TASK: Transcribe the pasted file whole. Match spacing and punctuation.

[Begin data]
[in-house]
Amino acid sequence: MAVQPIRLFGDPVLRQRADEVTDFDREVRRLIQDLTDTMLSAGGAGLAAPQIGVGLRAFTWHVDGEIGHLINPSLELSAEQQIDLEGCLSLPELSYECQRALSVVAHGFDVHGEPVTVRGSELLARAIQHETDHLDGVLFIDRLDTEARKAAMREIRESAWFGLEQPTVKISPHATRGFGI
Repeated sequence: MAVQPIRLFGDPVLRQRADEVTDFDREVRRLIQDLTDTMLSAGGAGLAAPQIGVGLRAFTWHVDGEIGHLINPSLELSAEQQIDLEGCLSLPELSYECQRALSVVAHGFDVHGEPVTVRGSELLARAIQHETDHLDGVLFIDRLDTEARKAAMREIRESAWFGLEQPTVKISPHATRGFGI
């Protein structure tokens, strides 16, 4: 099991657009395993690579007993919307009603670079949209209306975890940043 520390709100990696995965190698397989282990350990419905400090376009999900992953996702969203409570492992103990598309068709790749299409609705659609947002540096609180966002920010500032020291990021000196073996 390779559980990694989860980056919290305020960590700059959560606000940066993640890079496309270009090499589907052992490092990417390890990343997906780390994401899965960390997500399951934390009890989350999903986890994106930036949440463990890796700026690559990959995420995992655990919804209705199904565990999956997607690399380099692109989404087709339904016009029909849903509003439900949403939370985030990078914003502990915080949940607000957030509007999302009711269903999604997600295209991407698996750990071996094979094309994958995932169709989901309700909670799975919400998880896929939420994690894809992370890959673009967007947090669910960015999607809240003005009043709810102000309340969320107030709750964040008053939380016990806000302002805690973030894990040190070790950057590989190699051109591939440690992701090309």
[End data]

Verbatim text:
[in-house]
Amino acid sequence: MAVQPIRLFGDPVLRQRADEVTDFDREVRRLIQDLTDTMLSAGGAGLAAPQIGVGLRAFTWHVDGEIGHLINPSLELSAEQQIDLEGCLSLPELSYECQRALSVVAHGFDVHGEPVTVRGSELLARAIQHETDHLDGVLFIDRLDTEARKAAMREIRESAWFGLEQPTVKISPHATRGFGI
Repeated sequence: MAVQPIRLFGDPVLRQRADEVTDFDREVRRLIQDLTDTMLSAGGAGLAAPQIGVGLRAFTWHVDGEIGHLINPSLELSAEQQIDLEGCLSLPELSYECQRALSVVAHGFDVHGEPVTVRGSELLARAIQHETDHLDGVLFIDRLDTEARKAAMREIRESAWFGLEQPTVKISPHATRGFGI
């Protein structure tokens, strides 16, 4: 099991657009395993690579007993919307009603670079949209209306975890940043 520390709100990696995965190698397989282990350990419905400090376009999900992953996702969203409570492992103990598309068709790749299409609705659609947002540096609180966002920010500032020291990021000196073996 390779559980990694989860980056919290305020960590700059959560606000940066993640890079496309270009090499589907052992490092990417390890990343997906780390994401899965960390997500399951934390009890989350999903986890994106930036949440463990890796700026690559990959995420995992655990919804209705199904565990999956997607690399380099692109989404087709339904016009029909849903509003439900949403939370985030990078914003502990915080949940607000957030509007999302009711269903999604997600295209991407698996750990071996094979094309994958995932169709989901309700909670799975919400998880896929939420994690894809992370890959673009967007947090669910960015999607809240003005009043709810102000309340969320107030709750964040008053939380016990806000302002805690973030894990040190070790950057590989190699051109591939440690992701090309």